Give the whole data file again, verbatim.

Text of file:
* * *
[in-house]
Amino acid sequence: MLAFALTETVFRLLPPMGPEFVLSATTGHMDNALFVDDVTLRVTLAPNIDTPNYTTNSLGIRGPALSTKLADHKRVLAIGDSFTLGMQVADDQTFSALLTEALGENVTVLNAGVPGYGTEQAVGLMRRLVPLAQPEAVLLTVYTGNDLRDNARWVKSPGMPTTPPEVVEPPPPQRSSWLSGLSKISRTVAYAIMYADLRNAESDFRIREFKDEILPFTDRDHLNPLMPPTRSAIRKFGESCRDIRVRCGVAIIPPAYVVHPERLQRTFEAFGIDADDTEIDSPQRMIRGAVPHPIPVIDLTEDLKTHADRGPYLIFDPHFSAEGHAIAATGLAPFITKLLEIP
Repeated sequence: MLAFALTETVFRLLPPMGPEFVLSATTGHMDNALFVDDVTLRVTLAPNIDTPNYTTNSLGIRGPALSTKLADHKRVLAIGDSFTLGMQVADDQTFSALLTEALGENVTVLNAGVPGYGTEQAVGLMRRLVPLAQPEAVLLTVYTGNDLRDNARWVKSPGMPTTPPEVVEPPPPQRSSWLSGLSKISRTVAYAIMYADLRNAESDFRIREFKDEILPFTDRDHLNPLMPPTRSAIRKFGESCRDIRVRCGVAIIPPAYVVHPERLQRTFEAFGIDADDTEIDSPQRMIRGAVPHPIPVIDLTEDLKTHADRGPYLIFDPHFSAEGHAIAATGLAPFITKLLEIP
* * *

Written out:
[in-house]
Amino acid sequence: MLAFALTETVFRLLPPMGPEFVLSATTGHMDNALFVDDVTLRVTLAPNIDTPNYTTNSLGIRGPALSTKLADHKRVLAIGDSFTLGMQVADDQTFSALLTEALGENVTVLNAGVPGYGTEQAVGLMRRLVPLAQPEAVLLTVYTGNDLRDNARWVKSPGMPTTPPEVVEPPPPQRSSWLSGLSKISRTVAYAIMYADLRNAESDFRIREFKDEILPFTDRDHLNPLMPPTRSAIRKFGESCRDIRVRCGVAIIPPAYVVHPERLQRTFEAFGIDADDTEIDSPQRMIRGAVPHPIPVIDLTEDLKTHADRGPYLIFDPHFSAEGHAIAATGLAPFITKLLEIP
Repeated sequence: MLAFALTETVFRLLPPMGPEFVLSATTGHMDNALFVDDVTLRVTLAPNIDTPNYTTNSLGIRGPALSTKLADHKRVLAIGDSFTLGMQVADDQTFSALLTEALGENVTVLNAGVPGYGTEQAVGLMRRLVPLAQPEAVLLTVYTGNDLRDNARWVKSPGMPTTPPEVVEPPPPQRSSWLSGLSKISRTVAYAIMYADLRNAESDFRIREFKDEILPFTDRDHLNPLMPPTRSAIRKFGESCRDIRVRCGVAIIPPAYVVHPERLQRTFEAFGIDADDTEIDSPQRMIRGAVPHPIPVIDLTEDLKTHADRGPYLIFDPHFSAEGHAIAATGLAPFITKLLEIP